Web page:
Won't be felt for years

The effects of the change wouldn't be felt until eight years after the agreement is ratified, because even without it, data on biologics is already protected for that long in Canada.

Humira, a biologic used to treat forms of arthritis, Crohn's and ulcerative colitis, is the third best-selling patented drug in Canada. (David J. Phillip/Associated Press)

The concession was pursued by representatives from the U.S., where clinical data on biologics is protected for 12 years.

Lengthening Canada's data protection period has long been a goal of the American pharmaceutical lobby, said Joel Lexchin, a professor emeritus at York University's School of Health Policy and Management and emergency room physician. 

"Just follow the money. The drug companies that make biologics wanted the change," he said. "And the drug industry in the U.S. is very powerful."

Just how much a 10-year timeframe would cost the Canadian health-care system is difficult to estimate, Lexchin said. 

In an April report, the Parliamentary Budget Office found that, by 2029, the data protection period extension for biologics could increase total annual costs for Canadian consumers and drug plans by at least $169-million. The added costs would continue to rise each year after, the PBO said.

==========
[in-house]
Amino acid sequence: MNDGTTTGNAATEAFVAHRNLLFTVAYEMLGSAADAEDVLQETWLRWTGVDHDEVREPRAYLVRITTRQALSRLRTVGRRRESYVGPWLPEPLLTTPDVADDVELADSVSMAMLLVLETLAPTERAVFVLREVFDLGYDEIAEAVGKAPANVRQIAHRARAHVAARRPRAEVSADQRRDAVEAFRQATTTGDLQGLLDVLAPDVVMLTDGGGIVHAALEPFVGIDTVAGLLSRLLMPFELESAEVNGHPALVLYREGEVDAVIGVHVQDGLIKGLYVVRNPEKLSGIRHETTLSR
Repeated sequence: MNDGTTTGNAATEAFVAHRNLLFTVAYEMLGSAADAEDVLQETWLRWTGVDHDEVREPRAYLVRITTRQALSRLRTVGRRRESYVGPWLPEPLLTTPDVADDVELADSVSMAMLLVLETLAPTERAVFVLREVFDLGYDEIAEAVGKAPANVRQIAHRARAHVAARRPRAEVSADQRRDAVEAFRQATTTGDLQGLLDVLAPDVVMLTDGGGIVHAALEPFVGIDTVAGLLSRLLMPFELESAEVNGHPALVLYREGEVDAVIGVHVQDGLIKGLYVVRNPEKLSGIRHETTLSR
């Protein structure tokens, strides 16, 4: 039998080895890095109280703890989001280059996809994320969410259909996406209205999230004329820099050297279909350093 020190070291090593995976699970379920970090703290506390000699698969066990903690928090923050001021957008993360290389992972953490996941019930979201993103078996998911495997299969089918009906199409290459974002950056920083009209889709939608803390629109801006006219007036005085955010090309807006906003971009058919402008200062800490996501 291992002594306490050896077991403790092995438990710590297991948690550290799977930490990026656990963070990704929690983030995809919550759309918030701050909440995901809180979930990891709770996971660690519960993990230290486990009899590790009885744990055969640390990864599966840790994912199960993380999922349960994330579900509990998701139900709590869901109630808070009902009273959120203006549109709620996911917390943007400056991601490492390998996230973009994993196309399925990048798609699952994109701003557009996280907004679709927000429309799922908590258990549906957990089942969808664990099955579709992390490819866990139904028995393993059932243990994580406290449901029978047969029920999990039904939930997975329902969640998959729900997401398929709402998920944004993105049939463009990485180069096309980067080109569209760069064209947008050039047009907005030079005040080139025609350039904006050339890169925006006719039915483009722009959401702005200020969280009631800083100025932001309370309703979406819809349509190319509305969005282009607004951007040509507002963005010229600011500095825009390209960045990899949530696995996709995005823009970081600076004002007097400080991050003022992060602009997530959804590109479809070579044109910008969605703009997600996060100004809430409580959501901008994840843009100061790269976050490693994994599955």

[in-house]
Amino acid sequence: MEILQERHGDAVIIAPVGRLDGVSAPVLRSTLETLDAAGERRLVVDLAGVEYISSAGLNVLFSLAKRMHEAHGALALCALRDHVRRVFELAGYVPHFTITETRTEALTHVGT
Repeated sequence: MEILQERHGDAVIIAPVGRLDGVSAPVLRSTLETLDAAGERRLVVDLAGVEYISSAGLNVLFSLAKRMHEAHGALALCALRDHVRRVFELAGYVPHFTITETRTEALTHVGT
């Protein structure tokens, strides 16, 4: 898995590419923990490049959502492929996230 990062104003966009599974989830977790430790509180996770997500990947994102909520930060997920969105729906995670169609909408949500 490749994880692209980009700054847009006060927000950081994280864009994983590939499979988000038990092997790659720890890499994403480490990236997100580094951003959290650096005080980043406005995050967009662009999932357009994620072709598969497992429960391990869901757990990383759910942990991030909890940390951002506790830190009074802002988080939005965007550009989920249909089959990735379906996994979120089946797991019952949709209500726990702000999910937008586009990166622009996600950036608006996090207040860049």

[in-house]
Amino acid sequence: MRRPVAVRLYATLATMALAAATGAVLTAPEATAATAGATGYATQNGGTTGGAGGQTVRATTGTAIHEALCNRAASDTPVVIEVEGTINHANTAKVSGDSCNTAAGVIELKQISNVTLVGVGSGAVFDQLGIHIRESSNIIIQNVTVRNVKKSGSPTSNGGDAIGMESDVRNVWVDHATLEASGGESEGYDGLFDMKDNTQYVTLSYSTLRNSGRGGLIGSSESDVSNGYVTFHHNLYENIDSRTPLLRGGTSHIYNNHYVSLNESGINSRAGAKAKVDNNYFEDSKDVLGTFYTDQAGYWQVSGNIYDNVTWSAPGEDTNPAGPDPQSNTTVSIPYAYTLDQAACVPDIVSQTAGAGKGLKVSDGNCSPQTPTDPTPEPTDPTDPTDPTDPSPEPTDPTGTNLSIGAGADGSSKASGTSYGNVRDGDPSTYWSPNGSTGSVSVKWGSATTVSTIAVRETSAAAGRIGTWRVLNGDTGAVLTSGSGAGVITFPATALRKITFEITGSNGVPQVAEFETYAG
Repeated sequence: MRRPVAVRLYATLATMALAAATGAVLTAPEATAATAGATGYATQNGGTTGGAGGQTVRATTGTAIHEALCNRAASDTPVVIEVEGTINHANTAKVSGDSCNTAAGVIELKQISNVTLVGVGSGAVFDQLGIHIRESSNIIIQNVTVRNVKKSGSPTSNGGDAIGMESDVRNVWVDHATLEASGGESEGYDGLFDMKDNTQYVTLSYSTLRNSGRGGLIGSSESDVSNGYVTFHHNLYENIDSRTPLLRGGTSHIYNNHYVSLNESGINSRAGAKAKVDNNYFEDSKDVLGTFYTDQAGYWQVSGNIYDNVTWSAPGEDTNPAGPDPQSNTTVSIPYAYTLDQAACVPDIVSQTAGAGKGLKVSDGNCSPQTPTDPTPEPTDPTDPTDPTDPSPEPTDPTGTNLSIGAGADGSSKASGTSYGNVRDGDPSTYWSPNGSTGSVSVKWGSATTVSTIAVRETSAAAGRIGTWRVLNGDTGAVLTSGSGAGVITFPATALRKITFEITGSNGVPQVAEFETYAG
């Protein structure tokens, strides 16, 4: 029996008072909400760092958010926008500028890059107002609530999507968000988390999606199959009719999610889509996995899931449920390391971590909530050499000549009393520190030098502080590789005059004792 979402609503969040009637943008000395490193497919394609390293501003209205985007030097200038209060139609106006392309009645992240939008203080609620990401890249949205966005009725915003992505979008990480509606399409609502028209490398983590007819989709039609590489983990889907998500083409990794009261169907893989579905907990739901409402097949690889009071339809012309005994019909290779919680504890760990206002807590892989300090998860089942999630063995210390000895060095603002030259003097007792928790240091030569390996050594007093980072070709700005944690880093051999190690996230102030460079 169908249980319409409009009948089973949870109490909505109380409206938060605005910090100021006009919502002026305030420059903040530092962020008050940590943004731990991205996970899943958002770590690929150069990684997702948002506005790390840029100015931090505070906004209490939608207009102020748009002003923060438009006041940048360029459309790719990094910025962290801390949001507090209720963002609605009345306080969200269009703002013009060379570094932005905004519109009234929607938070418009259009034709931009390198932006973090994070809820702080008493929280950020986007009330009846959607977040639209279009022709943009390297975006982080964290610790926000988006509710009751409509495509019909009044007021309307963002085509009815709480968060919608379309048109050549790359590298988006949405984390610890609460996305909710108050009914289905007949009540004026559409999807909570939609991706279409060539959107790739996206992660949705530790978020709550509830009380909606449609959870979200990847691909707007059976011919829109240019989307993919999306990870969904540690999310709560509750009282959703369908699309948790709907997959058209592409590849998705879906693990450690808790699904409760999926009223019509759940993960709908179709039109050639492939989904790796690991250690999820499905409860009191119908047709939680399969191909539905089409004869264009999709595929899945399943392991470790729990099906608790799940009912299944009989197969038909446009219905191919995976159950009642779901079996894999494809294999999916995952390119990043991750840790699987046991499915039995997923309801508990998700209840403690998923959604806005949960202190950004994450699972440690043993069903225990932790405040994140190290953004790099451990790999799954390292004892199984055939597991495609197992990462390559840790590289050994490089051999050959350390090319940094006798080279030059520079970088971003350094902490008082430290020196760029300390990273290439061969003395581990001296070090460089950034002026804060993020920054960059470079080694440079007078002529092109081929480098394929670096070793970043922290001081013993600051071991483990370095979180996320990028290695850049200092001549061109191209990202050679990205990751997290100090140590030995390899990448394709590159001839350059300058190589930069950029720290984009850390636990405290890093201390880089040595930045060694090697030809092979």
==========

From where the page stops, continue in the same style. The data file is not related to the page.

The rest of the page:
But, as the PBO noted, any analysis of potential future costs is complicated by patents. 

Pharmaceutical patents can last for 20 years. Therefore in instances in which a drug is covered by a 20-year patent, the data protection period will expire years before the patent does. That is to say, a longer protection period wouldn't be the most important factor in when cheaper alternatives could become available.

Many variables in the mix

This had led some experts to project that the change could have little impact on health-care expenditures in the future, assuming many future biologics will have a 20-year patent. 

But biologics are complex drugs, and the patent process is not always straightforward. There are a number of foreseeable scenarios in which the protection period is the limiting element, Lexchin said. 

The number of variables in the mix means that projections are, at best, educated guesses.

Verdict: It's complicated. If CUSMA is ratified, Canadians would likely have to pay more for some biologics for longer than they would have otherwise. But how much it will ultimately cost individual Canadians and the Canadian health-care system will depend largely on future pharmaceutical patents.

Sources: Ratification of new NAFTA in 2019 looking unlikely amid trade tensions, CBC News; Will USMCA affect Canada's drug prices? Depends on what happens next, experts say, CBC News; Annual Report 2017, Patented Medicine Prices Review Board; The impact of the Canada – United States – Mexico Agreement on prescription drug expenditures in Canada, Paliamentary Budget Officer

 

About the Author

Lucas Powers

Senior Writer

Lucas Powers is a Toronto-based reporter and writer. He's reported for CBC News from across Canada. Have a story to tell? Email lucas.powers@cbc.ca any time.